Wednesday, November 4, 2009

Jivan interview with John Deeney, SJ

Fr. John Deeney, SJ, 88, is the first American Jesuit of the Jamshedpur Province to get Indian citizenship. Author of a Ho-English dictionary, grammar and a host of publications in the Ho language, he has worked for the Ho tribals for more than five decades. His life and selfless service form an important chapter in the history of the early American Jesuits in India. Excerpts from an interview he gave to Janina Gomes for Jivan:

Tell us about your early years.
I was born in Philadelphia. I heard the call to become a Jesuit when I was still very young. I came to India in 1949. While studying theology at Kurseong, I came across reports on the Ho tribals in Western Singhbhum district of Bihar. Shortly after my ordination in Kurseong in 1952 I spent a month in Chaibasa where I was gifted a copy of a Ho grammar book written by Burrows in 1910. That started me on my studies of the Ho language.

What are the specific traits of Ho tribals?
The Hos are a large tribe, ethnically and linguistically related to the Mundas and Santals. Their language is related to languages spoken in Cambodia, Laos, Vietnam, Myanmar, Indonesia and parts of India. The 1991 Census report gave the number of Ho speakers as 949,216.

For and with Ho tribals for
more than half a century

Interview with John Deeney, SJ

When did you begin to work for them?
When I became the Headmaster of the St Xavier’s High school in 1955 the school was in Chaibasa. Two years later it was moved to Lupungutu, 3 kilometeres from Chaibasa. After I served for 7 years as the Headmaster of the school I was assigned to Chaibasa parish. For 12 years I was deeply involved in pastoral and faith formation activities among the Hos. It was then I started preparing prayers and books in the Ho Language.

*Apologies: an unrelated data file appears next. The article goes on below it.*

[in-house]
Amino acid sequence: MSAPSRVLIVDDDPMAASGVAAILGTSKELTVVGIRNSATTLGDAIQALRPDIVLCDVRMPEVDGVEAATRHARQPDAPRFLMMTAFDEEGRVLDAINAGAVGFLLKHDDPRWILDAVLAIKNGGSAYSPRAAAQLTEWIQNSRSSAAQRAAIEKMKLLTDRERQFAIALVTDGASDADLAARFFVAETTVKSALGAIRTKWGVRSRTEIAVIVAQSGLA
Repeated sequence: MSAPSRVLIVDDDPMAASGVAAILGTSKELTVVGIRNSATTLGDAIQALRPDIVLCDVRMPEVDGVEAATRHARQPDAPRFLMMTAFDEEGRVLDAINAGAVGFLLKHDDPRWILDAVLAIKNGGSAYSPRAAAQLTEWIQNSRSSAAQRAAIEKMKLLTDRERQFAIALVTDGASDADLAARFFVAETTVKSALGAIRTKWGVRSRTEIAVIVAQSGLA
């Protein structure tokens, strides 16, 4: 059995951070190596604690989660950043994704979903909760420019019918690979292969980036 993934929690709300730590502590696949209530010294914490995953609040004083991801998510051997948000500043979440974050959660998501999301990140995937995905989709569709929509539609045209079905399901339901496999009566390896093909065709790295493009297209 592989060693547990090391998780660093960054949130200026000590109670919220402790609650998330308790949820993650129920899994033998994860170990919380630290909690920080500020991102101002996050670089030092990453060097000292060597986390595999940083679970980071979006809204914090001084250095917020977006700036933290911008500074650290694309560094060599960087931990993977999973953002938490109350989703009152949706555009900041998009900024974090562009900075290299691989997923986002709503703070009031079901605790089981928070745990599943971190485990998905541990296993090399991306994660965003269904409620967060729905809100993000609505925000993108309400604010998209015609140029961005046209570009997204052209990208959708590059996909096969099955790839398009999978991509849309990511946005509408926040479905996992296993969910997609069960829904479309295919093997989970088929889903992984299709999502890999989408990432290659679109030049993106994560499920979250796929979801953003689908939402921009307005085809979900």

How did you manage to come up with so many publications in the Ho language?
In 1974 as other priests entered the Ho pastoral field I was moved to the high school at Lupungutu, so that I could prepare the Ho translation of a Missal cum Lectionary for all Sunday and feast-day Masses. Then I worked on the first ever Ho-English Dictionary, a Ho Grammar with a large English-Ho vocabulary, a large Ho Prayer Book, a Ho Hymnal, a Ho Bible History, the New Testament of the Bible and a book on the lives of saints - all in the Ho language. There was a Ho college graduate who helped me in all these. His name is Dhanur Singh Purty. Later with my guidance and support he published in the Ho language seven books covering all aspects of Ho Life and Culture. These 7 books totalled about 1350 pages. In 2001 I returned to Lupungutu. Since then Mr Purty and I have published a book of the Psalms and Major Prophets of the Old Testament in Ho.

So you spent nearly 21 years coming up with one rare publication after another in Ho. Did you have time for pastoral work?
During these 21 years every Sunday I cycled to Bordor village to say Mass. As the community there grew, I became increasingly involved in their faith formation. That has now become a vibrant parish. In Oct 1995 I requested to be involved again in pastoral and faith formation work. So I was assigned to the Bhoya area of Chaibasa parish. I used to cycle from village to village getting to know the people entrusted to me. Three years later this became a new parish in Basahatu village.

Why didn’t you write anything in English about the Ho people?
I have. The Spirit World of the Hos is an English book.

While many hunger for American ctizenship why were you keen on renouncing it and becoming an Indian citizen?
Missionaries abandon their original home and acquire a new home. I was granted Indian citizenship in Feb 1991. I renounced my American citizenship to express my complete solidarity with the Ho tribals I worked with and the many Indian brother priests I live and work with. India has been my home for 60 years now. At the age of 88 I look back with contentment on God’s call to become a Jesuit and spend my life here in India, serving the Ho tribals, who have become my people.

􀂄 Special thanks to Ed Plocha (MD Province) and M.A. Joe Antony, SJ (Editor, Jivan) for making this interview available to us.


  1. Hi Tom,

    Thanks for including John's Interview in the blog.

    John is an exemplary Jesuit, a role model for many of us.

    Oh yes...thank you for embedding the Kandhamal DVD in the blog. But why has it disappeared?

    S.Tony Raj, SJ